Internet access to double by 2014

Monday, March 30, 2009

Johannesburg - South Africa's internet population is expected to grow as much in the next five years as it has in the 15 years since the internet became commercially available in the country.

This is among the conclusions contained in the Internet Access in South Africa 2008 report, released recently by researchers and consultants at World Wide Worx.

The report shows that the number of internet users in South Africa grew by 12.5 percent to 4.6 million in 2008 - the first time since 2001 it has grown by more than 8 percent, reports

The increased growth rate is expected to continue for the next five years, taking the internet user population to the nine million mark by 2014.

According to World Wide Worx MD Arthur Goldstuck, four major factors will drive this growth.

"The first and most obvious development is the arrival of a new undersea telecommunications cable at the end of June. It will increase South Africa's maximum international bandwidth fivefold, and the actual capacity that was available until the end of last year will increase 30-fold," he said.

Mr Goldstuck noted, however, that the arrival of the new cable would bring down bandwidth costs and increase capacity gradually - not overnight.

The second factor driving South Africa's internet growth was the granting of telecommunications licences to all internet service providers (ISPs) who wished to upgrade their existing licences, allowing them to build their own networks.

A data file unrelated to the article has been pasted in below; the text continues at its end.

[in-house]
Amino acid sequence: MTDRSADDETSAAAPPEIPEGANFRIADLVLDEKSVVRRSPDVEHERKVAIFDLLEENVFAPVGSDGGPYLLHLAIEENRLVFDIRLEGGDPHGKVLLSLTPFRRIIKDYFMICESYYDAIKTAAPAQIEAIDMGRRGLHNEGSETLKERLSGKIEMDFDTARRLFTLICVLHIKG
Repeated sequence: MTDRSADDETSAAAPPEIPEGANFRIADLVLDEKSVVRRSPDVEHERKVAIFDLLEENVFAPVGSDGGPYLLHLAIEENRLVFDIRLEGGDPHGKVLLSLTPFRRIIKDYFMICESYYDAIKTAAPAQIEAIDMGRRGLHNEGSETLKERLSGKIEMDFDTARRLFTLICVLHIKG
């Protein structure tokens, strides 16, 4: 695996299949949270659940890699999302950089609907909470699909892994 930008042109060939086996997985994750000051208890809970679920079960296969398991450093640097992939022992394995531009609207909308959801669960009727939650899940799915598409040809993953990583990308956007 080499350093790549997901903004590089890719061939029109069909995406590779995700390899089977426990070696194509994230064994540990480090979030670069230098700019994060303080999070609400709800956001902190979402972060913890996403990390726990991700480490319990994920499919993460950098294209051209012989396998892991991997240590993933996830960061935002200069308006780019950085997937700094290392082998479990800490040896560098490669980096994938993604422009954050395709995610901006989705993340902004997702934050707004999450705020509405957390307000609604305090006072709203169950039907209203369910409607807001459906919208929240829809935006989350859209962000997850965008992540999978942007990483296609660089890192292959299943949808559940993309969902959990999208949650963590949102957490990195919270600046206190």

"While we won't see even a tenth of the 600 existing ISPs setting up networks, enough of them will emerge from under the radar to give consumers and business a new world of choice," Mr Goldstuck said.

These networks would be able to take advantage of the new undersea cable, which will allow service providers to buy bandwidth capacity at wholesale prices and repackage and resell it as they wished.

"This means that the new generation of service providers will be able to introduce business models that were never possible before."

The third factor is the rapid rate at which smaller South African businesses are migrating from slow dial-up connections to faster Asymmetric Digital Subscriber Lines (ADSLs).

The impact of these lines goes much further than merely the number of small businesses that connect.

"Our research shows that every small and medium enterprise (SME) using ADSL is connecting anywhere between one and 20 additional individuals to the internet.

"This means that SMEs have taken over from large businesses as the biggest driver of internet access in South Africa," Mr Goldstuck said.

The fourth factor is the growth of internet access via mobile phones in South Africa - although the report notes that this is not yet as big a factor as the media hype suggests.

According to Mr Goldstuck, the cellphone right now is a very crude device for accessing the internet.

"We will need to see great improvements in both usability and people's ability to use advanced features on their cellphones and that will take another few years," he said.